The day finally came for the carpenter to present the house to his employer. The wealthy man drove up the driveway, looked at the house admiringly, and said to the carpenter, "I have a surprise for you." Then he handed the hired man the keys to the house. "You built this house, so now it is yours to live in."

I'll braid these threads next time, and will explain my reason for including these stories.

Monday, October 18, 2010

The Second Thread

Yesterday, I posted a message about Two Wolves. That was the first thread of three that I am going to post, as I braid together a series of concepts that will, in the end, create a unified survival principle.

The fun part is that you get to read these three little stories and think about them for a while. Try to conjure what they have to do with survival.

And so, here is the second thread. This one I take from Aesop.

It was bitterly cold as the farmer climbed the path to the high hills to check on his livestock. A rattlesnake lay across the path, nearly frozen.

“Please,” begged the snake, “take me down where it is warmer. Or I shall surely freeze to death.”

“I don’t think so,” said the Farmer. “I would be a fool to trust you.”

But the snake pleaded. “If you will do this thing, I promise that I will not hurt you.”

Having compassion upon the snake, the farmer picked him up and carried him down into the valley and laid him down upon the ground. As the snake warmed up, he wiggled and stretched. He coiled himself up and struck the farmer.

“Why did you bite me?” cried the farmer. “You gave me your word not to harm me.”

“Ah,” said the snake, “but you knew what I was when you picked me up.”

Now it's your turn. Consider the story of the Two Wolves and this story of the Farmer and the Snake, and see if you can discover the survival principle I'm leading toward. The only clue I'll give right now is that this has absolutely nothing to do with children's stories. It's a very serious concept that can mean the difference between life and death in a survival situation — probably more so in an urban crisis, but under some circumstances also in a wilderness setting. 

The third thread will come soon.

Sunday, October 17, 2010

Two Wolves

One evening an old Cherokee told his grandson about a battle that goes on inside people.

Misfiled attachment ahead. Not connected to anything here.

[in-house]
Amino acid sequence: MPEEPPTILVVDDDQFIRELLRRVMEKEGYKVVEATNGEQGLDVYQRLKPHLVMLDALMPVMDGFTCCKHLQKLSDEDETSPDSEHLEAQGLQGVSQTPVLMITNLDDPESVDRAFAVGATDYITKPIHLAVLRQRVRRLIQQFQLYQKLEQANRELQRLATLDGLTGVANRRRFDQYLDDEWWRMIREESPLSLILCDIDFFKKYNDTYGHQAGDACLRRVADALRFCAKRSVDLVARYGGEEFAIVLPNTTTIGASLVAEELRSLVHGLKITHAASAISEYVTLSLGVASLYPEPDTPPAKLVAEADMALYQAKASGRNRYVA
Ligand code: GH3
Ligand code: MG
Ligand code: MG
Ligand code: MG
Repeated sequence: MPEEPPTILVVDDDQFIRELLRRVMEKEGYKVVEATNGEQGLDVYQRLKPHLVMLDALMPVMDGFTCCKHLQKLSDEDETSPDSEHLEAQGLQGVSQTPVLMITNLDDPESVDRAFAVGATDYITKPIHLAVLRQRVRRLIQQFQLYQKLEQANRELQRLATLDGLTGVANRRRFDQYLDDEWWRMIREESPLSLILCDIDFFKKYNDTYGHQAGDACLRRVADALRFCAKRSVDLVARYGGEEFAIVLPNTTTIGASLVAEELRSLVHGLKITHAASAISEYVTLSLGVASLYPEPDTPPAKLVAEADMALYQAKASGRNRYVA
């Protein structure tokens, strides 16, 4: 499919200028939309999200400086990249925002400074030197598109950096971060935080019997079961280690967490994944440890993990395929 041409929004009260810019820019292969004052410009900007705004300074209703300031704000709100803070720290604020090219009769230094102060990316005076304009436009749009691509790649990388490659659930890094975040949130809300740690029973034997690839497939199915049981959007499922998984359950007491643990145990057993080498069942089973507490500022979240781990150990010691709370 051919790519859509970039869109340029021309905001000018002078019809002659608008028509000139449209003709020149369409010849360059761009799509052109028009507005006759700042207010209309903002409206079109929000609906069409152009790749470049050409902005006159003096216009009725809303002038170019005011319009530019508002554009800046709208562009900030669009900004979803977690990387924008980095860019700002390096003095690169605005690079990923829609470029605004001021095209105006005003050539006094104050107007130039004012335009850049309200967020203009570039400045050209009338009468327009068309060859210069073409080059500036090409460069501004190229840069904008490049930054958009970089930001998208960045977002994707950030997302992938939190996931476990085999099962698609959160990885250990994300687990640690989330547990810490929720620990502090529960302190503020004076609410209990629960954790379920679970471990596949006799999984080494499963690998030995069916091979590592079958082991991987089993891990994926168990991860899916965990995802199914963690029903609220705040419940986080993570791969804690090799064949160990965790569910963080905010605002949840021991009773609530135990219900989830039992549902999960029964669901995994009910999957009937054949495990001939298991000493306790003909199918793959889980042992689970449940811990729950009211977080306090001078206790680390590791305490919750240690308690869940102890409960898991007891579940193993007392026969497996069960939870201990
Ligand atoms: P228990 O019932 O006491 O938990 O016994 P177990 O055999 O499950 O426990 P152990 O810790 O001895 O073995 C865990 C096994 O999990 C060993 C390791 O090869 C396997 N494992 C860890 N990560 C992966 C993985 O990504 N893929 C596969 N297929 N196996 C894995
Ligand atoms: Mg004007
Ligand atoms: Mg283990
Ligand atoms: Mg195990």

He said, "My son, the battle is between two wolves inside us all.

"One is Evil - It is anger, envy, jealousy, sorrow, regret, greed, arrogance, self-pity, guilt, resentment, inferiority, lies, false pride, superiority, and ego.

"The other is Good - It is joy, peace, love, hope, serenity, humility, kindness, benevolence, empathy, generosity, truth, compassion and faith."

The grandson thought about it for a minute and then asked his grandfather: "Which wolf wins?"

The old Cherokee simply replied, "The one you feed."
And what, you may ask, does that have to do with survival?  I'm going to give you a couple days to ponder this question and see if you can answer it for yourself. I've bumped into a few folks lately for whom, I'm afraid, the answer is a total mystery. And others for whom this little story is like a beam of sunshine finally illuminating a grand truth. 

We'll talk about this again. In the meantime, beware of what you feed. 

Wednesday, October 13, 2010

Getting Out Alive

I call this blog Getting Out Alive because it deals with survival situations of all kinds — both urban and wilderness. The focus is staying alive and well, working out problems that threaten survival, and ultimately getting out alive.

Nothing expresses the concept of getting out alive as well as the situation in the collapsed gold/silver mine in Chile, and the incredible rescue of trapped miners after 69 days below ground. For the first 17 days, nobody on the surface even knew if anyone survived in the lower chamber of the mine after 700,000 pounds of rock collapsed, sealing the only way out.

But on the surface, there was a refusal to give up hope until they knew for certain the fate of the trapped miners. So a fresh bore hole was drilled through the half-mile of ground that lay between the surface and the chamber. It took 17 days before the men on the surface knew that the men below were still alive. During that 2-1/2 weeks, the 33 trapped miners subsisted on what was intended to be a 48-hour emergency supply of food. I have no information about a freshwater supply, but it is not unusual for water to seep into mine shafts, so I assume that was the source of water that kept them alive. The temperature in the mine is reported to be 90 degrees, so heat exhaustion and dehydration would certainly be a concern.